“These photos are fabulous!” Mom and I were looking at clear copies of her original family photos, which my brother Arnold had restored.
“This one looks like it was taken in Russia,” I frowned. “Was Grosspa (Abram, my paternal Grandpa) married yet?” (he wasn’t)
That photo (left) was taken about 1900. Nine years later Abram married Margaretha, who gave birth to five sons (including my Dad, John) and two daughters. In 1921, at the age of ten years, little Anna died, leaving an especially big hole for her older sister, Greta.
Late in 1929, Grosspa learned he was on a list for deportation to Siberia, where the family would likely never see him again. Although he was reluctant to leave the flock he pastored, church leaders convinced Grosspa to go. Leaving their village in darkness, he traveled to Moscow, where the family joined him. After four months’ wait, Grosspa’s family of eight was in the last group to be granted exit visas near the end of the Bolshevik Revolution. Eight, among 5000 granted visas; the remaining 10,000 applicants were sent back to their villages, to work camps, to starvation, some to execution.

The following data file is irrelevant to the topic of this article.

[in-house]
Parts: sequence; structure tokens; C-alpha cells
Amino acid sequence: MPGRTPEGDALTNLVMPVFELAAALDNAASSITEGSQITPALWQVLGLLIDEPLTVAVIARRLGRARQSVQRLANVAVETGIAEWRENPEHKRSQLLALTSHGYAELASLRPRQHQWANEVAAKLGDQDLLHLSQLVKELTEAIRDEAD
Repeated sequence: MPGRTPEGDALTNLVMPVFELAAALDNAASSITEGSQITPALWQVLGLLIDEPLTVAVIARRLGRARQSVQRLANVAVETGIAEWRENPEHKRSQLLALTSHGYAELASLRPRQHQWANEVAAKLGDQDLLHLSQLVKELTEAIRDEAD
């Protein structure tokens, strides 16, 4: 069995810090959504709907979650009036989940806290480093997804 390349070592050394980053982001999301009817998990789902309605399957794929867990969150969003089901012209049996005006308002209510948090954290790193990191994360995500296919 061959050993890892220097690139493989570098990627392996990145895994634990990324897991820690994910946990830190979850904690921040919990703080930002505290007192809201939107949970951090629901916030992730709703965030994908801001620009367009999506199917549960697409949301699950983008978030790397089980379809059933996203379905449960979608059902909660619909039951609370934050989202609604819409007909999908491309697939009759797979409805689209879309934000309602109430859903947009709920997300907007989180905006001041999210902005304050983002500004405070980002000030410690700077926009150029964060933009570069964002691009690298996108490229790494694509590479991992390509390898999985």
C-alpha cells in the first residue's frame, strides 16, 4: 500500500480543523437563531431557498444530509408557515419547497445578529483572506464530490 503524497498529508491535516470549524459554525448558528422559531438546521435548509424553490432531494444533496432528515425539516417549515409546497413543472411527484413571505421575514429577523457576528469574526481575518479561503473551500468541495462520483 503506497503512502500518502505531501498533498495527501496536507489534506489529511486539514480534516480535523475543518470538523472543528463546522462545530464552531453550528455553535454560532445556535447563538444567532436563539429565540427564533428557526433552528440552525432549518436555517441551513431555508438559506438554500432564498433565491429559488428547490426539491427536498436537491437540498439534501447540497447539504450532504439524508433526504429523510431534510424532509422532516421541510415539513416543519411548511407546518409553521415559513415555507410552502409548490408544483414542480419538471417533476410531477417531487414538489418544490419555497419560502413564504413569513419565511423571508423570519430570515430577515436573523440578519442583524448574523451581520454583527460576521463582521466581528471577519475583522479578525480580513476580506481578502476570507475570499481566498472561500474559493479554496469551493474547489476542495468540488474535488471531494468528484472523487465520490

Mom and I moved on to more recent photos —
- Mom’s and Dad’s families
- Dad, probably in his twenties, holding a large fish
- Mom, in her teens, exiting her father’s barn after milking. Her face is shaded by a large hat, and my grandfather’s overalls are much too long for her.
- My parents’ wedding, and photos of my immediate family.
Precious, meaningful, leading to questions and conversation.
How did you feel the day you married Dad?
Do you know if this couple had a happy marriage?
Who’s this in the baby buggy?
Last year Arnold, his wife Carol, Don and I, cruised the east coast of the US and Canada. At Pier 21 in Halifax, Nova Scotia, we watched intently as a staff member pulled up the records of our family’s arrival, in April 1930. Each person’s name and age were listed on the hand-written document. Dad was twelve.
Some of his relatives never left the Ukraine, suffering starvation and even execution as a result.
I’m deeply thankful for God’s faithfulness. Somehow, in His grace, my ancestors were spared much of the persecution following that tumultuous time. Two generations later, I was born to that German immigrant from Russia, John Froese, who met and married Helen Kroeker, a pretty Canadian farmgirl with a beautiful soprano voice.
Mom’s and my time together today, looking at old photos, gave me a deeper understanding of my history, and also of my mother. Best of all, it gave Mom and me time to reminisce, reflect, and enjoy each other.
The Old Testament is filled with family stories, both happy and sad, joyful and dysfunctional–sometimes all in the same family. What have you learned from yours?